(b) Representations to the Court. By presenting to the court a pleading, written motion, or other paper--whether by signing, filing, submitting, or later advocating it--an attorney or unrepresented                party certifies that to the best of the person’s knowledge, information, and belief, formed after an inquiry reasonable under the circumstances:

          (1) it is not being presented for any improper purpose, such as to harass, cause unnecessary delay, or needlessly increase the cost of litigation;

          (2) the claims, defenses, and other legal contentions are warranted by existing law or by a nonfrivolous argument for extending, modifying, or reversing existing law or for establishing new law;

          (3) the factual contentions have evidentiary support or, if specifically so identified, will likely have evidentiary support after a reasonable opportunity for further investigation or discovery; and

          (4) the denials of factual contentions are warranted on the evidence or, if specifically so identified, are reasonably based on belief or a lack of information.

     (c) Sanctions.

          (1) In General. If, after notice and a reasonable opportunity to respond, the court determines that Rule 11(b) has been violated, the court may impose an appropriate sanction on any attorney,                    law firm, or party that violated the rule or is responsible for the violation ….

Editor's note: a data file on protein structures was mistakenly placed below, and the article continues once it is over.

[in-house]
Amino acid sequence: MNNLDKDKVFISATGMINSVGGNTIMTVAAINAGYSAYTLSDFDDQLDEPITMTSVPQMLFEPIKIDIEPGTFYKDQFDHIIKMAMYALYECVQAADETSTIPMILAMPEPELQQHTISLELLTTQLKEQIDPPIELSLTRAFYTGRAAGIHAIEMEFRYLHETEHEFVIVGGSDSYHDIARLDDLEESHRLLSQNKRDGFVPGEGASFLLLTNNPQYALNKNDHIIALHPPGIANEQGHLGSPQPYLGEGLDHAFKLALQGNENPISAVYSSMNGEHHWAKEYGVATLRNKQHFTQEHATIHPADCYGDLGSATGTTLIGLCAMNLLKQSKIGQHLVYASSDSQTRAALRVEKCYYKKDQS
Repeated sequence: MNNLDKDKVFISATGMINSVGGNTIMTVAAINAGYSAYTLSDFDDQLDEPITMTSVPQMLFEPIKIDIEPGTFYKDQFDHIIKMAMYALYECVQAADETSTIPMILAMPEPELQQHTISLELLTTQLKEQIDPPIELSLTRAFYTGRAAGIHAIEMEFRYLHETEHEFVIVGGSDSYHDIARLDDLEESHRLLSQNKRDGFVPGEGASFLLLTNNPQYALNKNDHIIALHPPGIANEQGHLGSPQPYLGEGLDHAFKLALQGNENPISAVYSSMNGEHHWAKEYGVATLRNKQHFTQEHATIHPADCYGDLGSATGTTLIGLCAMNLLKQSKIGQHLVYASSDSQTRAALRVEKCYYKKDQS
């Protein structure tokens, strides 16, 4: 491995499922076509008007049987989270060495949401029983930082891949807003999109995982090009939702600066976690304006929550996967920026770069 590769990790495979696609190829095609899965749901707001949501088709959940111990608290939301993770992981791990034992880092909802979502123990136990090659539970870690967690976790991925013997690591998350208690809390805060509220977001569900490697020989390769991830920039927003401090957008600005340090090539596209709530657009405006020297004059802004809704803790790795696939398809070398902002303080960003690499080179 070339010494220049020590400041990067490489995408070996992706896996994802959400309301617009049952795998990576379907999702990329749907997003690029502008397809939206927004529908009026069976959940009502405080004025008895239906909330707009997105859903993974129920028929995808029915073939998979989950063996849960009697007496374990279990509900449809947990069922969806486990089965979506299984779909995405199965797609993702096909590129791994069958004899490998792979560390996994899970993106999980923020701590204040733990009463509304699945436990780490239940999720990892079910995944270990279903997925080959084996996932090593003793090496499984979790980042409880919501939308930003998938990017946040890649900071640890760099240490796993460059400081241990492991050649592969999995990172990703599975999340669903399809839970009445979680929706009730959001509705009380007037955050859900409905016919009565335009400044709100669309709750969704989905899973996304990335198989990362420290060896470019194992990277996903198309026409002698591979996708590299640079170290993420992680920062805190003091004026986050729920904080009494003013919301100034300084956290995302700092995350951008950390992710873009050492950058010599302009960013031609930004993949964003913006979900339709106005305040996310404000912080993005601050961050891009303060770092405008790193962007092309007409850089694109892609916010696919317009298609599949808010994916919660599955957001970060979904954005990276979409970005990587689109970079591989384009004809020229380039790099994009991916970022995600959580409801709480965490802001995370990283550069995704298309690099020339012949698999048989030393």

(2) Motion for Sanctions. A motion for sanctions must be made separately from any other motion and must describe the specific conduct that allegedly violates Rule 11(b) ….  If warranted, the court may award to the prevailing party the reasonable expenses, including attorney’s fees, incurred for the motion.

          (3) On the Court’s Initiative. On its own, the court may order an attorney, law firm, or party to show cause why conduct specifically described in the order has not violated Rule 11(b).

          (4) Nature of a Sanction. A sanction imposed under this rule must be limited to what suffices to deter repetition of the conduct or comparable conduct by others similarly situated. The sanction may include nonmonetary directives; an order to pay a penalty into court; or, if imposed on motion and warranted for effective deterrence, an order directing payment to the movant of part or all of the reasonable attorney’s fees and other expenses directly resulting from the violation.